CMI’s work continued successfully in 2020 – here are three achievements
2020 is near an end and it’s now time to look back at this year’s work. Despite the Covid-19 pandemic, CMI has managed to continue its work to prevent and resolve violent conflicts. Here we focus on three key achievements of the past year.
The past year has been strange and burdensome in many ways. CMI’s year started with the sad news of the passing of our Executive Director Tuija Talvitie, and only few months later the global pandemic started causing unforeseen turmoil around the world. But 2020 also marked an important milestone for CMI, with the 20th anniversary of the foundation of CMI by President Martti Ahtisaari.
Despite all the obstacles, CMI’s work for conflict resolution and peace mediation has continued unabated. All CMI’s 27 projects around the world have promoted the vision of our founder President Martti Ahtisaari that all conflicts can be resolved. We have managed to carry out our work successfully.
When the global pandemic started, CMI staff and our local partners in the field adapted rapidly to the new situation. Our experts adjusted their plans, put new approaches and tools to use, and continued with their work.
Local actors are on the frontline of the crises in places where governments are overwhelmed or simply unable to provide the necessary information and care. This has been the case with Covid-19 too. When the health crisis this year started, some of the dialogue groups supported by CMI were harnessed to local Covid-19 activities.
In Libya, the Libyan Women’s Union raised awareness about Covid-19 around the country, and in Palestine CMI and its partner Masarat organised dialogues and workshops on the expected short and long-term impacts of the Covid-19 pandemic in the West Bank and the Gaza Strip. Based on these discussions, the Palestine team will soon be publishing a policy brief consisting of seven papers written by Palestinian experts focusing on the contemporary political dynamics in Palestine.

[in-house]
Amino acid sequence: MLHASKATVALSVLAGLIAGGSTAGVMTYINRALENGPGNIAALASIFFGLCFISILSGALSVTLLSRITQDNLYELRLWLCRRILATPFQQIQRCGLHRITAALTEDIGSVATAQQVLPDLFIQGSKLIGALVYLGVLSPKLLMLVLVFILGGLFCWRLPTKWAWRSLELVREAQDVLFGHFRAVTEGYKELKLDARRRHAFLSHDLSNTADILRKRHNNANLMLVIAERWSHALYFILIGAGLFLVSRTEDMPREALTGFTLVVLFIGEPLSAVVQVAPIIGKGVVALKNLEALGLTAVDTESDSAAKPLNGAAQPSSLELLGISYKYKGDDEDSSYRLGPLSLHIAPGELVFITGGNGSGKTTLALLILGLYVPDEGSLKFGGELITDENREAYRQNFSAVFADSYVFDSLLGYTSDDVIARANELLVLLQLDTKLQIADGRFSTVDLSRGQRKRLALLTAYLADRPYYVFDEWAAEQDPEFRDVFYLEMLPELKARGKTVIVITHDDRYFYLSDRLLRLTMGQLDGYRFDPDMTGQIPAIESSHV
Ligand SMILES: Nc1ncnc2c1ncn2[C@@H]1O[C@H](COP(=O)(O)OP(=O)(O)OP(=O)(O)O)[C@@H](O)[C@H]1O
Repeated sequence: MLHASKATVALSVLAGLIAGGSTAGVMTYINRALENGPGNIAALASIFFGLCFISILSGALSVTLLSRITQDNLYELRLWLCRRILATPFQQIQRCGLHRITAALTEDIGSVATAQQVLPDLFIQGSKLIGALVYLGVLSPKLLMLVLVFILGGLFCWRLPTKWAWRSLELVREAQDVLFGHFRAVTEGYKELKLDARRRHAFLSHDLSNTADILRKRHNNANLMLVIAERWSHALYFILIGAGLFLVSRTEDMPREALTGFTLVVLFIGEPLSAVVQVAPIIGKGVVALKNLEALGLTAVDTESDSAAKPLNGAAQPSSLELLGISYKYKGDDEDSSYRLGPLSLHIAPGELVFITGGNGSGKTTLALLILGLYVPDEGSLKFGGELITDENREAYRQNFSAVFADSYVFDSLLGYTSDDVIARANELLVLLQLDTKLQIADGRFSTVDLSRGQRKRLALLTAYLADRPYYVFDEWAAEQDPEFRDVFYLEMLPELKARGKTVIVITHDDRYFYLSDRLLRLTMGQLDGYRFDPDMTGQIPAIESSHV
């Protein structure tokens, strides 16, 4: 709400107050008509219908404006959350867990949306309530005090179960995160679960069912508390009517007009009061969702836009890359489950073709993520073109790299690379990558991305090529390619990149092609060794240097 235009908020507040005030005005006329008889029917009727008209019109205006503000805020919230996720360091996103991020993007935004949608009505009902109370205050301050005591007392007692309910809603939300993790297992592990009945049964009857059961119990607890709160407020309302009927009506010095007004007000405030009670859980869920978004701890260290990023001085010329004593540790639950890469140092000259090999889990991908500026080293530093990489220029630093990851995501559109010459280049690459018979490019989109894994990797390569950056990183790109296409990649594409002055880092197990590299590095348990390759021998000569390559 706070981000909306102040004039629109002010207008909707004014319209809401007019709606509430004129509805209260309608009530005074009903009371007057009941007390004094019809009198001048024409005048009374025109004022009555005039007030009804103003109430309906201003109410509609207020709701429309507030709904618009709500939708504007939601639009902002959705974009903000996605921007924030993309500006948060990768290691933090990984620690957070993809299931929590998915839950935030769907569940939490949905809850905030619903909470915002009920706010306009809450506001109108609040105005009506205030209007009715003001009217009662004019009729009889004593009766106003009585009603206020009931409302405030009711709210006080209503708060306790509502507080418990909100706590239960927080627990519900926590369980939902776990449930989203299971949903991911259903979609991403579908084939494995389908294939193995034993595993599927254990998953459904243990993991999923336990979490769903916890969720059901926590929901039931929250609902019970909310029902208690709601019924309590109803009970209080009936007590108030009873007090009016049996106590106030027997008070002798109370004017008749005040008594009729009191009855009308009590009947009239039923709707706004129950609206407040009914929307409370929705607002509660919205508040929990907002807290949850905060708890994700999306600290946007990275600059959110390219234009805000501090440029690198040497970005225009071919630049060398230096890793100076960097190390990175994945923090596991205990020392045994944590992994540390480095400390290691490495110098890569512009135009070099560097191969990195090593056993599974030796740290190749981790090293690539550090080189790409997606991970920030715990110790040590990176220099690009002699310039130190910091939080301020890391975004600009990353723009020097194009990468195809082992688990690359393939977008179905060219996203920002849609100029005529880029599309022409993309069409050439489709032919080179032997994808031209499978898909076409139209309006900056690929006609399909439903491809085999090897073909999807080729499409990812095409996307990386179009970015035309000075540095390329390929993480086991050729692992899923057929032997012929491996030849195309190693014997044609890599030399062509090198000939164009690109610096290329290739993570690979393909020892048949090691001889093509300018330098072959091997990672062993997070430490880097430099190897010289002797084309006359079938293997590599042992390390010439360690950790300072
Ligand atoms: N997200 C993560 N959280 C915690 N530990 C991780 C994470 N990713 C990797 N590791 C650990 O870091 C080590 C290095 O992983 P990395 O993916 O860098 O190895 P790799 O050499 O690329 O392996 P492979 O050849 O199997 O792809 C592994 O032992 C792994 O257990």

CMI’s work is about bringing people together, but at the start of the pandemic this seemed an almost impossible task. But the virtual platforms and channels used have actually made it easier for some people to attend CMI’s meetings and events. In fact, this year we have managed to reach more people than previously. For building lasting trust, face-to-face meetings are still very much needed, but virtual platforms give our work an additional channel to reach people globally.
Virtual events do not require the same logistical arrangements as live events, which also makes it easier to ensure accessibility. For example, CMI has supported events and workshops organised by the African Union by ensuring that all participants have the necessary data to access virtual platforms. Not everyone can access internet data, but the data packages provided by CMI have ensured that participants could attend the meetings.
Technology shapes the nature of war, but it can be also used to improve peace mediation practices and processes. Technologies in peace mediation, in other words peacetech, provide many opportunities that have not yet been fully investigated in peacemaking.
CMI has probed the use of technologies in peace mediation for some time, but this year we truly invested in this by starting our own project on peacetech. We explored the potential of virtual reality for peace mediation and in 2021 we will continue our work with the aim of providing concrete peacemaking tools.